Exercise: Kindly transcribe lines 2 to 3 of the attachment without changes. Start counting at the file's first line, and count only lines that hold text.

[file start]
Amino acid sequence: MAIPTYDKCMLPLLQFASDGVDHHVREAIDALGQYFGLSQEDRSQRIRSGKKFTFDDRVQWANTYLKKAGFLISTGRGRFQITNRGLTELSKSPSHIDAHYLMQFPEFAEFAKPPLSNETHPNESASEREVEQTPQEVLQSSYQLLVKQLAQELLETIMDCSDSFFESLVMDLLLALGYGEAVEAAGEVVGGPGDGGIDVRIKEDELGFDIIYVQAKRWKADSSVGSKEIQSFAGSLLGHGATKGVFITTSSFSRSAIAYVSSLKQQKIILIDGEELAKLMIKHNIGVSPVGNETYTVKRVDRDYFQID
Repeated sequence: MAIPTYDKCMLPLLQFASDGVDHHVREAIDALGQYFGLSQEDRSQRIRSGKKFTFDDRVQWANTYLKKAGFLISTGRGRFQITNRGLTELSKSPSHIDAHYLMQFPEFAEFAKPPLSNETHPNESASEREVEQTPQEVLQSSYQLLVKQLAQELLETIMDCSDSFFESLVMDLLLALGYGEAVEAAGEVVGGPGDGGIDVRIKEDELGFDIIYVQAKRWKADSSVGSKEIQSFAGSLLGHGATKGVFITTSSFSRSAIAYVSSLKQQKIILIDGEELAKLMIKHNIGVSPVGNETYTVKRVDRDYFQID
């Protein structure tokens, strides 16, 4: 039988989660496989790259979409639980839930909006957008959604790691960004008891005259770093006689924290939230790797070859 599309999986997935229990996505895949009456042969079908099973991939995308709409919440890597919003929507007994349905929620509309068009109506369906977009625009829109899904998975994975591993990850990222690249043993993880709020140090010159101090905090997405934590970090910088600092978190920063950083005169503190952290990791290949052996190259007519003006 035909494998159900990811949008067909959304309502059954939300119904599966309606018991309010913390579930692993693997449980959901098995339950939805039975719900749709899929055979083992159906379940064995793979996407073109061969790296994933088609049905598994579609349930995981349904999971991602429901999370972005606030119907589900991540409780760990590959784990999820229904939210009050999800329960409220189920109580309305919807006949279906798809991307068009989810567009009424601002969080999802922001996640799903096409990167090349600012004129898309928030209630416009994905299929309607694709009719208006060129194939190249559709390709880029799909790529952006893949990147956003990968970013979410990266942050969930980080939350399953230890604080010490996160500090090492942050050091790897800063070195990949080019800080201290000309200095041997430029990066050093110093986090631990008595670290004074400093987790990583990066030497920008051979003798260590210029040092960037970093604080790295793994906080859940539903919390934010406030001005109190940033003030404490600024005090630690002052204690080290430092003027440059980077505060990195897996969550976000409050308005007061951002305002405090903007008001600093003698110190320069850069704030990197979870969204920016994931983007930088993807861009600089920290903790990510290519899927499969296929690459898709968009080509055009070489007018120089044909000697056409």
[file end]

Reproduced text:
Repeated sequence: MAIPTYDKCMLPLLQFASDGVDHHVREAIDALGQYFGLSQEDRSQRIRSGKKFTFDDRVQWANTYLKKAGFLISTGRGRFQITNRGLTELSKSPSHIDAHYLMQFPEFAEFAKPPLSNETHPNESASEREVEQTPQEVLQSSYQLLVKQLAQELLETIMDCSDSFFESLVMDLLLALGYGEAVEAAGEVVGGPGDGGIDVRIKEDELGFDIIYVQAKRWKADSSVGSKEIQSFAGSLLGHGATKGVFITTSSFSRSAIAYVSSLKQQKIILIDGEELAKLMIKHNIGVSPVGNETYTVKRVDRDYFQID
């Protein structure tokens, strides 16, 4: 039988989660496989790259979409639980839930909006957008959604790691960004008891005259770093006689924290939230790797070859 599309999986997935229990996505895949009456042969079908099973991939995308709409919440890597919003929507007994349905929620509309068009109506369906977009625009829109899904998975994975591993990850990222690249043993993880709020140090010159101090905090997405934590970090910088600092978190920063950083005169503190952290990791290949052996190259007519003006 035909494998159900990811949008067909959304309502059954939300119904599966309606018991309010913390579930692993693997449980959901098995339950939805039975719900749709899929055979083992159906379940064995793979996407073109061969790296994933088609049905598994579609349930995981349904999971991602429901999370972005606030119907589900991540409780760990590959784990999820229904939210009050999800329960409220189920109580309305919807006949279906798809991307068009989810567009009424601002969080999802922001996640799903096409990167090349600012004129898309928030209630416009994905299929309607694709009719208006060129194939190249559709390709880029799909790529952006893949990147956003990968970013979410990266942050969930980080939350399953230890604080010490996160500090090492942050050091790897800063070195990949080019800080201290000309200095041997430029990066050093110093986090631990008595670290004074400093987790990583990066030497920008051979003798260590210029040092960037970093604080790295793994906080859940539903919390934010406030001005109190940033003030404490600024005090630690002052204690080290430092003027440059980077505060990195897996969550976000409050308005007061951002305002405090903007008001600093003698110190320069850069704030990197979870969204920016994931983007930088993807861009600089920290903790990510290519899927499969296929690459898709968009080509055009070489007018120089044909000697056409």